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Hepatitis B and the Asian Pacific Islander (API) Community

350-400 million people in the world are chronically infected with hepatitis B. Hepatitis B takes a life every 30 seconds. Most of these lives are Asian.

Geographic distribution of chronic hepatitis B virus (HBC) infection – worldwide, 2006* (Source: CDC)


* For multiple countries, estimates of prevalence of hepatitis B surface antigen (HBsAg), a marker of chronic HBV infection, are based on limited data and might not reflect current prevalence in countries that have implemented childhood hepatitis B vaccination. In addition, HBsAg prevalence might vary within countries by subpopulation and locality.
Source: CDC

1 in 12 Asian American and Pacific Islander (API) immigrant adults are chronically infected with hepatitis B in the US. 

Asian Americans and Pacific Islanders tend to be infected at a much higher rate, with 1 in 12 immigrant adults chronically infected with hepatitis B, compared to 1 in 1000 in the general population. Without treatment or monitoring, 1 in 4 of these individuals will die from liver cancer or liver failure. Many die at the prime of their lives and as early as 30 years of age, leaving behind family members and children.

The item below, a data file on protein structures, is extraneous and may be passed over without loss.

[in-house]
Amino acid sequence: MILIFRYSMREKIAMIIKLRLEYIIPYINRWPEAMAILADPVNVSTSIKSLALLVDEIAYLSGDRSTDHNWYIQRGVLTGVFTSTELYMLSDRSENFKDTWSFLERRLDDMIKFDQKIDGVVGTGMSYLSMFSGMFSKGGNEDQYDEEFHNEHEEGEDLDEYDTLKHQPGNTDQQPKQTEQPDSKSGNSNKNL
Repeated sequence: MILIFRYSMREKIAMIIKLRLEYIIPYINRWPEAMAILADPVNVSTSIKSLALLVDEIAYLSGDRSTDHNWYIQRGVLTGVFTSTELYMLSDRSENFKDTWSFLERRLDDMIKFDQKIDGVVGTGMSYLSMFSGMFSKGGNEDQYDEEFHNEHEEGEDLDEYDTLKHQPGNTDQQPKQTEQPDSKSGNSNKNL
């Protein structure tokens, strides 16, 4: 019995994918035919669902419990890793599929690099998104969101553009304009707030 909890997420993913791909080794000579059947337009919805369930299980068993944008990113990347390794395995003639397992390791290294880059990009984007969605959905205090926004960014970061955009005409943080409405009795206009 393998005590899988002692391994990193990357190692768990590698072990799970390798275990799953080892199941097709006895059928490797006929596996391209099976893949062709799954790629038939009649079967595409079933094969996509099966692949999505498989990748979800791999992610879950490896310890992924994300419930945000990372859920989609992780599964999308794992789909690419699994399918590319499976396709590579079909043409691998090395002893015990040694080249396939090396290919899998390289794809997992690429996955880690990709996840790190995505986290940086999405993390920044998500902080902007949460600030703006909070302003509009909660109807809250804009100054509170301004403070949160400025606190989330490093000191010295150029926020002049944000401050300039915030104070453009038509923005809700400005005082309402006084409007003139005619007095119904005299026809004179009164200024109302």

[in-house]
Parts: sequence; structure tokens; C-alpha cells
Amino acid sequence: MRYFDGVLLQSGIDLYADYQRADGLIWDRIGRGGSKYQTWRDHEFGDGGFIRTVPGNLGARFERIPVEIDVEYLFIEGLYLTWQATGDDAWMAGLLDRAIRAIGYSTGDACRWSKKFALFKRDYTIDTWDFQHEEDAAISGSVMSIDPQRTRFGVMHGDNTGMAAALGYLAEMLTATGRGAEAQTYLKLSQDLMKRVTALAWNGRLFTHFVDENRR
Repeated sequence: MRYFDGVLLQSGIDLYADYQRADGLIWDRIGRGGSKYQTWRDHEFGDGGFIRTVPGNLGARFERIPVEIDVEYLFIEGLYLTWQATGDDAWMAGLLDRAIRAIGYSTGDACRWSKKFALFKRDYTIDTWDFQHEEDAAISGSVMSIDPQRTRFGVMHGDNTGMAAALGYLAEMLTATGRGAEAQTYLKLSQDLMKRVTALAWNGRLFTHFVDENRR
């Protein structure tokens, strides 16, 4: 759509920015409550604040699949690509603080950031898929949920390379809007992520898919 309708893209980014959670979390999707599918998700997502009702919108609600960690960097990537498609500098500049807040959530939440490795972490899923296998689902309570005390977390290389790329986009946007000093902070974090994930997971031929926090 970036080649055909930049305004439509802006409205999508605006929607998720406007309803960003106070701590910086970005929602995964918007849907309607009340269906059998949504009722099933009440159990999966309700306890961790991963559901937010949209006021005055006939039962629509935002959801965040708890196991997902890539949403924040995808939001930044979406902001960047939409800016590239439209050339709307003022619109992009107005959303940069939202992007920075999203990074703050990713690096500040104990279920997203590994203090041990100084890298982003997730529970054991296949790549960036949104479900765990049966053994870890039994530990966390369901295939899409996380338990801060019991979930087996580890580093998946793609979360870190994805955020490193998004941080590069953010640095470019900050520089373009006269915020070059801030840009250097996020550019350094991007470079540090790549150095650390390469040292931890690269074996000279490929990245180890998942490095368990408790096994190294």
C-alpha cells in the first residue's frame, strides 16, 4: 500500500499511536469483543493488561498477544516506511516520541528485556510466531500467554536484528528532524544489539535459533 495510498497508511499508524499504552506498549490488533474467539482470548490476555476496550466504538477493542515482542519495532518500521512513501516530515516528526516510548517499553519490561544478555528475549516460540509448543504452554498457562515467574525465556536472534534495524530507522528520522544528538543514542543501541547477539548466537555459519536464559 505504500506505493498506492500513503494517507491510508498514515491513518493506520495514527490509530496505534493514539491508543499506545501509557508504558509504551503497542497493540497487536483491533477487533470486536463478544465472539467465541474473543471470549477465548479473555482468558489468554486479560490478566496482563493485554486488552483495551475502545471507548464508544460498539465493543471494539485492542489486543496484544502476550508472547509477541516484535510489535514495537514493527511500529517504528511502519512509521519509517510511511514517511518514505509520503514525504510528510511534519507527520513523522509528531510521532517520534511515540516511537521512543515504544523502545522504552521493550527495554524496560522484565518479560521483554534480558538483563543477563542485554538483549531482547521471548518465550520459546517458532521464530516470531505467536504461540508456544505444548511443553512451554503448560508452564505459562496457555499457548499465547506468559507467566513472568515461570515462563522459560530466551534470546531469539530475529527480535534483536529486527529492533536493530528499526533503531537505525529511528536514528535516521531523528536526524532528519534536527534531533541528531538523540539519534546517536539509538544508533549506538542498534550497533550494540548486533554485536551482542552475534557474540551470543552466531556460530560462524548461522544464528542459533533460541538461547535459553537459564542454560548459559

Chronic hepatitis B is responsible for 80% of all primary liver cancer worldwide. Liver cancer is the second most common cause of cancer death in Asian American men. API's have the highest rate of liver cancer of any race/ethnic group. The incidence of hepatitis B and liver cancer constitutes the greatest health disparity that exists between Asian & Pacific Islanders (APIs) and the general U.S. population. 

In California alone liver cancer is the #1 leading cause of cancer deaths among Laotian American men, the 2nd leading cause of cancer deaths among Cambodian and Vietnamese men, the 4th leading cause of cancer deaths among Chinese and Korean men, and the 5th leading cause of deaths among Filipino men. 

To learn more about HBV and liver cancer in API Americans, vist the CDCs info page here.


Should I be Tested?

The CDC recommends testing for Hepatitis B  for certain groups of people, including:

• People born in Asia, Africa, and other regions with moderate or high rates of Hepatitis B (see map) - this means all the immigrants which make up a lot of people 


• Unvaccinated people whose parents are from regions with high rates of Hepatitis B - this is like the rest of us


• Anyone having sex with a person infected with Hepatitis B


• People who live with someone with Hepatitis B 

Hepatitis B
Info Sheet
Check out the CDC's info sheet on who should be tested for Hep B.

Get Tested Now

If you think you or a loved one is at risk, find a low-cost testing site today.

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